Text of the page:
After three years of writing Hump Day, I have finally come to my final piece. I would like to take this moment to thank each and every reader that has ever laid eyes on my writing — yes, including those that found it vulgar or offensive.

Writing Hump Day means a great deal to me, and it is with a heavy heart that I pass the torch on to the next columnist as I graduate. Over the years, my column has grown from roots based in sex-positivity. Although sex-positivity does not define my beliefs, it does inform them. My stance on most facets of sexuality — including kink, non-monogamy, experimentation and pleasure — stems from sex-positivity.

At its core, sex-positivity promotes and embraces sexual activity and expression preceded by consent and accompanied by necessary protection (barrier methods, birth control, etc.). Sex-positivity supports comprehensive sex education and safer sex as tools of the movement to allow individuals to be knowledgeable and empowered in decisions regarding sexuality.

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These values combat an overwhelmingly sex-negative society that wishes to subjugate and control sexuality, particularly that of women as well as queer and trans folks. Sex-positivity also endorses consent culture: encouraging and normalizing explicit consent between partners for all activities and respecting lack of consent. Importantly, sex-positivity only concerns sex. Without consent, sex is rape, and thus falls completely outside the boundaries of sex-positivity.

Sex-positivity is not about having sex; abstinent and asexual folks are included in sex-positivity’s perspective that people should only engage in sexual activity that they agree with and actively desire.

Choice is essential to sex-positivity. And although the sex-positive movement has been touted mainly by women, its philosophies also apply to men, who are frequently told that being a “real man” entails constantly wanting sex. Sex-positivity recognizes that this is a function of harmful hypermasculinity and challenges its basis in patriarchy. Above all else, sex-positivity attempts to eradicate unnecessary and damaging judgement of sexual activity while providing information and acceptance to anyone who wants it.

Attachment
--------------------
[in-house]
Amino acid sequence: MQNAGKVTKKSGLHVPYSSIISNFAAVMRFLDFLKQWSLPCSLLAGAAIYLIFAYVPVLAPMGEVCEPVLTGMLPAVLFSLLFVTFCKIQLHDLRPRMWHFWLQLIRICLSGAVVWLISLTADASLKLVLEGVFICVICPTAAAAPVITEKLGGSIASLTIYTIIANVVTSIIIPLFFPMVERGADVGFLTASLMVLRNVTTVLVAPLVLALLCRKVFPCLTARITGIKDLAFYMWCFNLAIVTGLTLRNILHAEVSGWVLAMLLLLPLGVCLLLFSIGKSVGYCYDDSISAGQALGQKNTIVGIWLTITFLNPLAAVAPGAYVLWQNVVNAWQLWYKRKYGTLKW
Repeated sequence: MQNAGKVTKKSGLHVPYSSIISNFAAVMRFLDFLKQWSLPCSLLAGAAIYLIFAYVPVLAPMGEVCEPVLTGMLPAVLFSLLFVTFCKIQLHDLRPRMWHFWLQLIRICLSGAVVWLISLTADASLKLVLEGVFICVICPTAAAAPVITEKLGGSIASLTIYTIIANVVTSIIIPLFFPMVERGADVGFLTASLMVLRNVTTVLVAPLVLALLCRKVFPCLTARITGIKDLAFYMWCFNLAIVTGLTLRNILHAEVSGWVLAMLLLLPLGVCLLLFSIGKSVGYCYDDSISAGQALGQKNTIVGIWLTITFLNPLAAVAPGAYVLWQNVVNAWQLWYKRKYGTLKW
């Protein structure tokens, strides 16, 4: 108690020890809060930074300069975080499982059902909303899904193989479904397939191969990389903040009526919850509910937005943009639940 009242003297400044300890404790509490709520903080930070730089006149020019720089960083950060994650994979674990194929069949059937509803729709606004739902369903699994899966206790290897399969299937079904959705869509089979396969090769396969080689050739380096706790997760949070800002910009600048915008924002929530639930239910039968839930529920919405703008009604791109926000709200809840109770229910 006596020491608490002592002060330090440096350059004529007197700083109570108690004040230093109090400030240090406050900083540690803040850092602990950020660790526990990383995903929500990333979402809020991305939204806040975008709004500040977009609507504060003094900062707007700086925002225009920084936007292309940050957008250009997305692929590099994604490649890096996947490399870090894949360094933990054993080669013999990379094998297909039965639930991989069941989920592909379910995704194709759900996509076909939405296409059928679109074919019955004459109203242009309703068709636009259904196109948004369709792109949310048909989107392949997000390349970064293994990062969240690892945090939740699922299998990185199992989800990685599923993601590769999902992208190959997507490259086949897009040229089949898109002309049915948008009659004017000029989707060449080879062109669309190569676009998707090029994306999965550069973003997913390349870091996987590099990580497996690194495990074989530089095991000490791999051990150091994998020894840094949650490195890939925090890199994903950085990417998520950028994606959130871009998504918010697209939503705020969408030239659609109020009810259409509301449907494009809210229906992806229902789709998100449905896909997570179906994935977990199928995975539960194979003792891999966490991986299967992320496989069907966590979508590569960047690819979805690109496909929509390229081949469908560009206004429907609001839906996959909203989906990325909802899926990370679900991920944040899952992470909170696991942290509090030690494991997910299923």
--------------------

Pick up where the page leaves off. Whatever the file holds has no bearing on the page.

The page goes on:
Despite my overwhelming alignment with the notion of sex-positivity, its philosophy leaves much to be desired when taken at face value. Just like everything else, sex-positivity is nuanced, and becomes problematic when applied broadly or without critique.

Too often, self-identified sex-positive people make the sweeping generalization that all sex is good sex as long as consent is present. But consensual acts can be troublesome as well. Maybe the sex is consensual, but it’s objectifying and leaves an individual feeling lonelier than ever. Maybe the sex is consensual, but someone experiences body dysmorphia and sexual activity makes it worse.

Just because something is empowering to one person does not mean it empowers everyone. Sex-positivity is hardly ever culturally competent, so it is important for sex-positive white folks to check their privilege and realize that their sexuality is allowed to exist in ways that black, Latina or Asian people are not afforded.  

In addition, we do not make sexual choices in a vacuum. Sex-positivity supports autonomous choices, but it is entirely impossible to remove ourselves from all the invasive, cisnormative and heteronormative ideals that we’ve been marinating in our entire lives. Preferences are fine, but they are influenced by the culture we grow up in.

For example, if someone enjoys facials (ejaculating on a partner’s face, stereotypically a woman), that’s just fine with explicit consent. However, facials must be understood in the context of a patriarchal society that sexually degrades women.

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Subscribers of mainstream sex-positivity do not always understand the movement with sufficient context, and that includes existing within a white supremacy. Sex-positivity as defined by white people often does not translate to people of color, especially given the pervasive sexualization of non-white people in the media and pornography.

Sex-positivity does not exist in the same form among all people who subscribe to it. Those who proclaim themselves to be sex-positive must make an effort to examine their ideals and ensure that it takes context and culture into account. We are always unlearning oppression and learning love.

Do you want to take over Hump Day? Write a 500-600 word sample column on a sexy topic of your choice and send it to [email protected]. Questions? Contact Meredith at [email protected].